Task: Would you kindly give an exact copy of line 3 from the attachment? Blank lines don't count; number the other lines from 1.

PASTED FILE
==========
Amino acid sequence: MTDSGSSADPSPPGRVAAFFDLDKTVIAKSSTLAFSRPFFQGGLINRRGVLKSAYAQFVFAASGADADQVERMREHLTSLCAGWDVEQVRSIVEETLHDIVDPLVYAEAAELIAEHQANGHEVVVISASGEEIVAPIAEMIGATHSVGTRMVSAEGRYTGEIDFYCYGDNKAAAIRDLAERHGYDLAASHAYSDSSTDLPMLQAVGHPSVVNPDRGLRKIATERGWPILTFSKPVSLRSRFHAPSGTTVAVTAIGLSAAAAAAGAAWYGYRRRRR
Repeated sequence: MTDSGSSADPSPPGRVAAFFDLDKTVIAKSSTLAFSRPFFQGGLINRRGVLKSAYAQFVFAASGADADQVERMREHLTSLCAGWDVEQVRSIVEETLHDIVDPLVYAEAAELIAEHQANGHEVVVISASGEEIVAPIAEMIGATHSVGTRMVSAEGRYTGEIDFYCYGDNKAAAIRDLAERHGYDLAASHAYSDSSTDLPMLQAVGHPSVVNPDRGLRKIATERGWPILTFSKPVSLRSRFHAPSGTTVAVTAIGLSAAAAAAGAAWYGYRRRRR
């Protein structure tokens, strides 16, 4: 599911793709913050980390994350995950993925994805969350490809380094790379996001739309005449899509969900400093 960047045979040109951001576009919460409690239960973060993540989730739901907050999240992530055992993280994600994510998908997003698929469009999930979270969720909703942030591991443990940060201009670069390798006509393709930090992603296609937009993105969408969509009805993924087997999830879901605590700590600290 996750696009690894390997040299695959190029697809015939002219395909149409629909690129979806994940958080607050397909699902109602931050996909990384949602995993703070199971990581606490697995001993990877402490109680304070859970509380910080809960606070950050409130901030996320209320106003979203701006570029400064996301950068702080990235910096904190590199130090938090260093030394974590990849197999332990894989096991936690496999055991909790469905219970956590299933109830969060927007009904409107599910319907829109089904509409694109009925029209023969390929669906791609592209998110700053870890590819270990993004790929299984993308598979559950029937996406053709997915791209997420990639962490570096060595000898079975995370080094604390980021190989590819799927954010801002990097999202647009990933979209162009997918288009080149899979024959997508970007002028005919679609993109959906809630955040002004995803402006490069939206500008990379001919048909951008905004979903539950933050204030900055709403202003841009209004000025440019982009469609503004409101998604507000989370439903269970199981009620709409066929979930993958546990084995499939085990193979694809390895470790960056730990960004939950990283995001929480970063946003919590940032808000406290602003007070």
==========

């Protein structure tokens, strides 16, 4: 599911793709913050980390994350995950993925994805969350490809380094790379996001739309005449899509969900400093 960047045979040109951001576009919460409690239960973060993540989730739901907050999240992530055992993280994600994510998908997003698929469009999930979270969720909703942030591991443990940060201009670069390798006509393709930090992603296609937009993105969408969509009805993924087997999830879901605590700590600290 996750696009690894390997040299695959190029697809015939002219395909149409629909690129979806994940958080607050397909699902109602931050996909990384949602995993703070199971990581606490697995001993990877402490109680304070859970509380910080809960606070950050409130901030996320209320106003979203701006570029400064996301950068702080990235910096904190590199130090938090260093030394974590990849197999332990894989096991936690496999055991909790469905219970956590299933109830969060927007009904409107599910319907829109089904509409694109009925029209023969390929669906791609592209998110700053870890590819270990993004790929299984993308598979559950029937996406053709997915791209997420990639962490570096060595000898079975995370080094604390980021190989590819799927954010801002990097999202647009990933979209162009997918288009080149899979024959997508970007002028005919679609993109959906809630955040002004995803402006490069939206500008990379001919048909951008905004979903539950933050204030900055709403202003841009209004000025440019982009469609503004409101998604507000989370439903269970199981009620709409066929979930993958546990084995499939085990193979694809390895470790960056730990960004939950990283995001929480970063946003919590940032808000406290602003007070």